This is why going to failure on a bicep curl isn’t so great of a concern because failing with a relatively light dumbbell is less of an issue than needing to dump a barbell loaded with over hundreds of pounds.

In addition, when you hit failure you are at risk of allowing form to become compromised and as a result may cause injuries related to poor lifting mechanics.

4. It’s Not Necessary to Go to Failure with Heavy Loads

Ultimately going to failure just simply isn’t necessary to make progress and this is especially the case with powerlifting, because we use such heavy loads in training. 

A 2016 article by Nobrega and Libardi explored the question of whether training to failure is necessary and ultimately concluded that it may have a place when using lighter loads but largely doesn’t do much added benefit when moving heavy loads. 

They also noticed that even with the lighter loads, the benefit of going to failure was more pronounced among untrained individuals (not intermediates or advanced lifters).

Check out my article on Newbie Gains: What Are They & How Long Do They Last to learn more about the differences between novice and advanced trainees. 

Want to get advice on programming, technique, or competing? Speak with one of our coaches.

Why Would Powerlifters Train To Failure?

why would powerlifters train to failure

Powerlifters may want to train to failure when spending time in a muscle-building phase, to build mental fortitude, or for novice powerlifters to help them learn how to approximate perceived exertion.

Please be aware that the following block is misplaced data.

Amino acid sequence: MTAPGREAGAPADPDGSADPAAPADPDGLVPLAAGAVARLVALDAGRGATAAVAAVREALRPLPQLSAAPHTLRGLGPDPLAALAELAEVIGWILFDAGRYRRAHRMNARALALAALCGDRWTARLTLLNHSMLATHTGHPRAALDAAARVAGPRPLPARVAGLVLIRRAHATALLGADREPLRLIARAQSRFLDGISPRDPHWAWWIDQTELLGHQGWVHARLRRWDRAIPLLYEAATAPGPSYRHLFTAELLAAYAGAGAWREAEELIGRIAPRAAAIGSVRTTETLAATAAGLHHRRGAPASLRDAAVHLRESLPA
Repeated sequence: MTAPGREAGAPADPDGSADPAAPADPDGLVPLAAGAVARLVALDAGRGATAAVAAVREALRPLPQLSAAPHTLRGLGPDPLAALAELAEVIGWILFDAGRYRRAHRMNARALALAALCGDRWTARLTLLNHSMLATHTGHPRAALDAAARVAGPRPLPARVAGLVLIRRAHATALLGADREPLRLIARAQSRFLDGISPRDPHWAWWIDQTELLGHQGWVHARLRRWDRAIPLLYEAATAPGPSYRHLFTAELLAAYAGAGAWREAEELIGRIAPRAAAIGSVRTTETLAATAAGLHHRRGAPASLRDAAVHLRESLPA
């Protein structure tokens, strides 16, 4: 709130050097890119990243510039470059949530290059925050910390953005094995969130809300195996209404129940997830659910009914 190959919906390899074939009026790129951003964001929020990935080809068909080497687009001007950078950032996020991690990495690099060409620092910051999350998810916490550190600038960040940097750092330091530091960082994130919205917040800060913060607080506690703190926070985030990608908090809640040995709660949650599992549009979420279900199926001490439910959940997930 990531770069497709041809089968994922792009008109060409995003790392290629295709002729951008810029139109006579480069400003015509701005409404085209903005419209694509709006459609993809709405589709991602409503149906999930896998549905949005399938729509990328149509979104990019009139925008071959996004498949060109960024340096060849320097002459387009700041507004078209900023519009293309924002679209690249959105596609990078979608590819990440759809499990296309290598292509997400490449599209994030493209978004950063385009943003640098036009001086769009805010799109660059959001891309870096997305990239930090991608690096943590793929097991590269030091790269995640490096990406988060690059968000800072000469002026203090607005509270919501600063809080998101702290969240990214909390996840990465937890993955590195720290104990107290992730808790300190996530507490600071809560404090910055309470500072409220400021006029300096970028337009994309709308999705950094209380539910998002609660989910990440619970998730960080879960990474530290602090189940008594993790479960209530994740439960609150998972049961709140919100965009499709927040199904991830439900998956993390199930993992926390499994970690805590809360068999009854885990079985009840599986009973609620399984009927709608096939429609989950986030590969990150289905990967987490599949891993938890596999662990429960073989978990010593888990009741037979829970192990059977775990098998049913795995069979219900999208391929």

Novice Training Strategy

One of my favourite parts of starting out with powerlifting training as a novice was my weekly AMRAP sets with squat, bench and deadlift. AMRAP stands for “As Many Reps As Possible,” suggesting going to failure.

This was an incredibly useful tool for me to see my actual potential as a novice, which is a time where perceived exertion is extremely inaccurate. Beginners tend to underestimate their abilities and so going to failure can almost “prove” to them that their abilities are greater than they think and really helps to build confidence.

However, I was not doing AMRAPs for all my sets, instead, I would do something like 3 sets of 4 reps and then the 5th rep was an AMRAP and I would use that AMRAP as a benchmark of progress week to week. This is not going to be as useful of a tool for intermediate lifters since our strength does not improve so linearly.

For more on AMRAP training, check out my article on Do Powerlifters Do High Reps?

Hypertrophy Training

Another reason you would want to go to failure is because you may be in a muscle building, or hypertrophy, phase of training and want to make the most of it or just try something new. There’s nothing inherently bad about taking a few exercises a week to failure and can often be a fun experience.

Therefore, you’ll find powerlifters incorporating something like bicep curls, chest flys, or ab exercises to failure just to help their muscles grow in the off season. This would be discouraged as you get closer and closer to a meet.